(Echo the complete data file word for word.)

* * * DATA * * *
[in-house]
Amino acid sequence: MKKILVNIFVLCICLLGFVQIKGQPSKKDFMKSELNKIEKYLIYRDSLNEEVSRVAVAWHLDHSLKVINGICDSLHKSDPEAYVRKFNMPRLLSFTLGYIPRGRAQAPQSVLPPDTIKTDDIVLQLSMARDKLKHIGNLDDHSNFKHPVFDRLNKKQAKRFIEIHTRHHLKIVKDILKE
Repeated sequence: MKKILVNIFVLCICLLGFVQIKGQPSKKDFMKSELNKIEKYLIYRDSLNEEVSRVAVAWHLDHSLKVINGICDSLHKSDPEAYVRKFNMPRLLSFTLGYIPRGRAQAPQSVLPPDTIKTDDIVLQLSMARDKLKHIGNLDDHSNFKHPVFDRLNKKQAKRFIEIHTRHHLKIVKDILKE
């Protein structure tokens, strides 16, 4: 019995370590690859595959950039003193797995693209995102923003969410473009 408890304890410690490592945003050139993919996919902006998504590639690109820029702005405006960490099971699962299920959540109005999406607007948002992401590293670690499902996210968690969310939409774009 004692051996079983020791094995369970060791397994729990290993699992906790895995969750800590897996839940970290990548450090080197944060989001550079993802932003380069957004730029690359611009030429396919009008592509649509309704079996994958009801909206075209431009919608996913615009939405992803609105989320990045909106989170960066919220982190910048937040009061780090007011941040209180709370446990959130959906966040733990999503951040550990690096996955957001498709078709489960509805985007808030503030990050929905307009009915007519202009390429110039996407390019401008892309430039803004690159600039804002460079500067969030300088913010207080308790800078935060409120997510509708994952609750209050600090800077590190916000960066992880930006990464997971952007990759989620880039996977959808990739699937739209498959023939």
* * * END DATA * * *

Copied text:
[in-house]
Amino acid sequence: MKKILVNIFVLCICLLGFVQIKGQPSKKDFMKSELNKIEKYLIYRDSLNEEVSRVAVAWHLDHSLKVINGICDSLHKSDPEAYVRKFNMPRLLSFTLGYIPRGRAQAPQSVLPPDTIKTDDIVLQLSMARDKLKHIGNLDDHSNFKHPVFDRLNKKQAKRFIEIHTRHHLKIVKDILKE
Repeated sequence: MKKILVNIFVLCICLLGFVQIKGQPSKKDFMKSELNKIEKYLIYRDSLNEEVSRVAVAWHLDHSLKVINGICDSLHKSDPEAYVRKFNMPRLLSFTLGYIPRGRAQAPQSVLPPDTIKTDDIVLQLSMARDKLKHIGNLDDHSNFKHPVFDRLNKKQAKRFIEIHTRHHLKIVKDILKE
């Protein structure tokens, strides 16, 4: 019995370590690859595959950039003193797995693209995102923003969410473009 408890304890410690490592945003050139993919996919902006998504590639690109820029702005405006960490099971699962299920959540109005999406607007948002992401590293670690499902996210968690969310939409774009 004692051996079983020791094995369970060791397994729990290993699992906790895995969750800590897996839940970290990548450090080197944060989001550079993802932003380069957004730029690359611009030429396919009008592509649509309704079996994958009801909206075209431009919608996913615009939405992803609105989320990045909106989170960066919220982190910048937040009061780090007011941040209180709370446990959130959906966040733990999503951040550990690096996955957001498709078709489960509805985007808030503030990050929905307009009915007519202009390429110039996407390019401008892309430039803004690159600039804002460079500067969030300088913010207080308790800078935060409120997510509708994952609750209050600090800077590190916000960066992880930006990464997971952007990759989620880039996977959808990739699937739209498959023939």